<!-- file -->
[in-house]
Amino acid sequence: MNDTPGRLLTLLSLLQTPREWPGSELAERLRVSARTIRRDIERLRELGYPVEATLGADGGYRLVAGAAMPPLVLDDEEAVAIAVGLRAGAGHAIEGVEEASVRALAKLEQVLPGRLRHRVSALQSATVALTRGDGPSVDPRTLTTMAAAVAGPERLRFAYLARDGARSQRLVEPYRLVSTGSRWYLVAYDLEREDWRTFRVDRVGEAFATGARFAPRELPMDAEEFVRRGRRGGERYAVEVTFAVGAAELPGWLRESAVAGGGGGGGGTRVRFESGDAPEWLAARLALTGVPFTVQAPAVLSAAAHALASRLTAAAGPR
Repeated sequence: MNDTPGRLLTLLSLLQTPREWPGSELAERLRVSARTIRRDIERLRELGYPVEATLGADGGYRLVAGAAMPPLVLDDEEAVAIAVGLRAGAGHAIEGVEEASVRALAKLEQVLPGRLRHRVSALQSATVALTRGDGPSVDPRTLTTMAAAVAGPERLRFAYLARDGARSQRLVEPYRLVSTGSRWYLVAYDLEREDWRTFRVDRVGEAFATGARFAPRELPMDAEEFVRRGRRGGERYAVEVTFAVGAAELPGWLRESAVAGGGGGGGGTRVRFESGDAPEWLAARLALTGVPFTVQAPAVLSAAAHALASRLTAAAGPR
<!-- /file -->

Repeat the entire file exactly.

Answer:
[in-house]
Amino acid sequence: MNDTPGRLLTLLSLLQTPREWPGSELAERLRVSARTIRRDIERLRELGYPVEATLGADGGYRLVAGAAMPPLVLDDEEAVAIAVGLRAGAGHAIEGVEEASVRALAKLEQVLPGRLRHRVSALQSATVALTRGDGPSVDPRTLTTMAAAVAGPERLRFAYLARDGARSQRLVEPYRLVSTGSRWYLVAYDLEREDWRTFRVDRVGEAFATGARFAPRELPMDAEEFVRRGRRGGERYAVEVTFAVGAAELPGWLRESAVAGGGGGGGGTRVRFESGDAPEWLAARLALTGVPFTVQAPAVLSAAAHALASRLTAAAGPR
Repeated sequence: MNDTPGRLLTLLSLLQTPREWPGSELAERLRVSARTIRRDIERLRELGYPVEATLGADGGYRLVAGAAMPPLVLDDEEAVAIAVGLRAGAGHAIEGVEEASVRALAKLEQVLPGRLRHRVSALQSATVALTRGDGPSVDPRTLTTMAAAVAGPERLRFAYLARDGARSQRLVEPYRLVSTGSRWYLVAYDLEREDWRTFRVDRVGEAFATGARFAPRELPMDAEEFVRRGRRGGERYAVEVTFAVGAAELPGWLRESAVAGGGGGGGGTRVRFESGDAPEWLAARLALTGVPFTVQAPAVLSAAAHALASRLTAAAGPR